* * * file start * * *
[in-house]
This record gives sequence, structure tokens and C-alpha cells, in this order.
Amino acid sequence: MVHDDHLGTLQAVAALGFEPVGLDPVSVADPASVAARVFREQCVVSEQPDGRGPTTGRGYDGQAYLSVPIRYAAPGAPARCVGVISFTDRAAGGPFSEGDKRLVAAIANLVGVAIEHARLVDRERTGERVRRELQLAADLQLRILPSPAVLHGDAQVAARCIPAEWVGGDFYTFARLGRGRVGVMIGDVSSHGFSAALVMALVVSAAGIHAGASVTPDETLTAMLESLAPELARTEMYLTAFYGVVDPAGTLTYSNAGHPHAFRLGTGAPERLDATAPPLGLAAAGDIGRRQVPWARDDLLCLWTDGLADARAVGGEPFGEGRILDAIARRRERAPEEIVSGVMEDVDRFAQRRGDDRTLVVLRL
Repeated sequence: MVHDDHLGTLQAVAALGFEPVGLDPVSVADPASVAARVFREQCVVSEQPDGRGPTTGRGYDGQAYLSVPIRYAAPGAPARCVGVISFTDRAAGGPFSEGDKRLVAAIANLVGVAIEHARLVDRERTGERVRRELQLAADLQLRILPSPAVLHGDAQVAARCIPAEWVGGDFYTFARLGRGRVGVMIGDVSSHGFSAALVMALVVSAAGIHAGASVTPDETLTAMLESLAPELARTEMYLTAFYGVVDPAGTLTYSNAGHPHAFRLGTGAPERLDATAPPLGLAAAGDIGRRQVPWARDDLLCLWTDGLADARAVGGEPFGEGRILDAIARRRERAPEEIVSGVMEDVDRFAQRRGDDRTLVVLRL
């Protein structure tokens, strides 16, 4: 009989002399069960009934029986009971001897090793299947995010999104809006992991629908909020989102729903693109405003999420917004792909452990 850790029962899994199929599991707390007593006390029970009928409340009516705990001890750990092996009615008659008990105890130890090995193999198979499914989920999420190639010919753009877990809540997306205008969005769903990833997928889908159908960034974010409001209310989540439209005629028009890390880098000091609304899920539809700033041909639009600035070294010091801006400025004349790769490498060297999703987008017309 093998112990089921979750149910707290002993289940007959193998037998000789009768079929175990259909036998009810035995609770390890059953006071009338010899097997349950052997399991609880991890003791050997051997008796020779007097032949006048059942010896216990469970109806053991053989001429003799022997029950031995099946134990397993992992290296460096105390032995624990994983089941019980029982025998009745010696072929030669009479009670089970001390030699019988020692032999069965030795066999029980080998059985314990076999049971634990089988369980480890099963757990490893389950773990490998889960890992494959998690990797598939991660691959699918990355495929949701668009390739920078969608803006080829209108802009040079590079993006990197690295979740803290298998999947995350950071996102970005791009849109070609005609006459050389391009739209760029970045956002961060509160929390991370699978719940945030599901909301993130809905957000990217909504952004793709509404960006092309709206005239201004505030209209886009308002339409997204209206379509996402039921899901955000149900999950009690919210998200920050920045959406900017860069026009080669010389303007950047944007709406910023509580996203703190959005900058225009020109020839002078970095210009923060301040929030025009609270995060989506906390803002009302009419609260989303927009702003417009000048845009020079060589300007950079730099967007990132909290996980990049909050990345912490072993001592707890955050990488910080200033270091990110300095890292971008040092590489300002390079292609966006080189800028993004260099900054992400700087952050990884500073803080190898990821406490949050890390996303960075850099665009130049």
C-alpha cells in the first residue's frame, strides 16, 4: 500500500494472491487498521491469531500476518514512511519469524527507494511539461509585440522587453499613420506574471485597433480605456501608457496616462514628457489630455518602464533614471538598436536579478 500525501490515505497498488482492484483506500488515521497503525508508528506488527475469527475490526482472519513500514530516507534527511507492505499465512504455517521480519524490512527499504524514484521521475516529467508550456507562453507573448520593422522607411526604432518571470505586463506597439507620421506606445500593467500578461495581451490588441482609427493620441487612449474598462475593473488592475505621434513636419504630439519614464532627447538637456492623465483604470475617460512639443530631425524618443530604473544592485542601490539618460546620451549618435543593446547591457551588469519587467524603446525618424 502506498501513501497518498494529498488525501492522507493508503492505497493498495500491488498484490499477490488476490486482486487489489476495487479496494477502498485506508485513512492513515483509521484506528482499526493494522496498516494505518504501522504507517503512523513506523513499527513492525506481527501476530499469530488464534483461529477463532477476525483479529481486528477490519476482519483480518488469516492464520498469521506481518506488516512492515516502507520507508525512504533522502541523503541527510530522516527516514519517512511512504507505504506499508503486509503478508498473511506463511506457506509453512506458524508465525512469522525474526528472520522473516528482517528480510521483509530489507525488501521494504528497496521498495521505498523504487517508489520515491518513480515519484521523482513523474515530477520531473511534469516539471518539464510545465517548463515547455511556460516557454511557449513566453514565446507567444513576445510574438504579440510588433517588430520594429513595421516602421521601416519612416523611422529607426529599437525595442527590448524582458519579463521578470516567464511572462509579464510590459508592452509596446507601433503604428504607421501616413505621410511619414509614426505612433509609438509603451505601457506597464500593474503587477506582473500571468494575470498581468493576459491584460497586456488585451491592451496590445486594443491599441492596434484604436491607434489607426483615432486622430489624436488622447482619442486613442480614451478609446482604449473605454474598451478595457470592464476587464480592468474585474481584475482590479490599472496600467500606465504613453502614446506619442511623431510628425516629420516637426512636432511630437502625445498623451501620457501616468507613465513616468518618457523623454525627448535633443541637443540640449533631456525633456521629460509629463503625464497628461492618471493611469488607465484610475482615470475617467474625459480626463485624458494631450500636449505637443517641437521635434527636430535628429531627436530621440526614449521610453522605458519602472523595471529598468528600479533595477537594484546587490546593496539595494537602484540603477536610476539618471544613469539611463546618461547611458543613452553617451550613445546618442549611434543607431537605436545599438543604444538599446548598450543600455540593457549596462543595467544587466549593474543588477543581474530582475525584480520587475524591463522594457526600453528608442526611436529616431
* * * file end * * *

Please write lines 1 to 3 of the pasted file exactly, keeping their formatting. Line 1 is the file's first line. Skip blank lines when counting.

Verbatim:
[in-house]
This record gives sequence, structure tokens and C-alpha cells, in this order.
Amino acid sequence: MVHDDHLGTLQAVAALGFEPVGLDPVSVADPASVAARVFREQCVVSEQPDGRGPTTGRGYDGQAYLSVPIRYAAPGAPARCVGVISFTDRAAGGPFSEGDKRLVAAIANLVGVAIEHARLVDRERTGERVRRELQLAADLQLRILPSPAVLHGDAQVAARCIPAEWVGGDFYTFARLGRGRVGVMIGDVSSHGFSAALVMALVVSAAGIHAGASVTPDETLTAMLESLAPELARTEMYLTAFYGVVDPAGTLTYSNAGHPHAFRLGTGAPERLDATAPPLGLAAAGDIGRRQVPWARDDLLCLWTDGLADARAVGGEPFGEGRILDAIARRRERAPEEIVSGVMEDVDRFAQRRGDDRTLVVLRL